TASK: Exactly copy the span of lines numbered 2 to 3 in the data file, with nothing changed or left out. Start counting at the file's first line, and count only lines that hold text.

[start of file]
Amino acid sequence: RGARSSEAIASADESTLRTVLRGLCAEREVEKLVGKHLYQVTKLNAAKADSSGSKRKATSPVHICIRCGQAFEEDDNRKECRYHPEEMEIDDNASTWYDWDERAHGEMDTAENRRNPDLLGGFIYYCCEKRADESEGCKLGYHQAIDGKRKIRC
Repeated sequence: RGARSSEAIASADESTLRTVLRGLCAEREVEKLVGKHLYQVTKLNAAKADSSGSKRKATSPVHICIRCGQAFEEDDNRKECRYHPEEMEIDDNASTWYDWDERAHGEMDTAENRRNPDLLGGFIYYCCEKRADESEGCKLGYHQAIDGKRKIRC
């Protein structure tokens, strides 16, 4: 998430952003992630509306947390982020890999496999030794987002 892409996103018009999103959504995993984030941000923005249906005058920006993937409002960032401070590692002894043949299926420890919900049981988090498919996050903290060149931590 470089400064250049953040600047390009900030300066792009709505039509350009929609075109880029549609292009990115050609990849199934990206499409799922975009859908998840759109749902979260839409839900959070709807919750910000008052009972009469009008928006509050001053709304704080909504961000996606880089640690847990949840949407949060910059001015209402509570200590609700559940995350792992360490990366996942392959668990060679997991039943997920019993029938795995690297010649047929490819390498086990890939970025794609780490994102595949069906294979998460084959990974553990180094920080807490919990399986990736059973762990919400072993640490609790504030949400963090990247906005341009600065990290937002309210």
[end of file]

Repeated sequence: RGARSSEAIASADESTLRTVLRGLCAEREVEKLVGKHLYQVTKLNAAKADSSGSKRKATSPVHICIRCGQAFEEDDNRKECRYHPEEMEIDDNASTWYDWDERAHGEMDTAENRRNPDLLGGFIYYCCEKRADESEGCKLGYHQAIDGKRKIRC
């Protein structure tokens, strides 16, 4: 998430952003992630509306947390982020890999496999030794987002 892409996103018009999103959504995993984030941000923005249906005058920006993937409002960032401070590692002894043949299926420890919900049981988090498919996050903290060149931590 470089400064250049953040600047390009900030300066792009709505039509350009929609075109880029549609292009990115050609990849199934990206499409799922975009859908998840759109749902979260839409839900959070709807919750910000008052009972009469009008928006509050001053709304704080909504961000996606880089640690847990949840949407949060910059001015209402509570200590609700559940995350792992360490990366996942392959668990060679997991039943997920019993029938795995690297010649047929490819390498086990890939970025794609780490994102595949069906294979998460084959990974553990180094920080807490919990399986990736059973762990919400072993640490609790504030949400963090990247906005341009600065990290937002309210």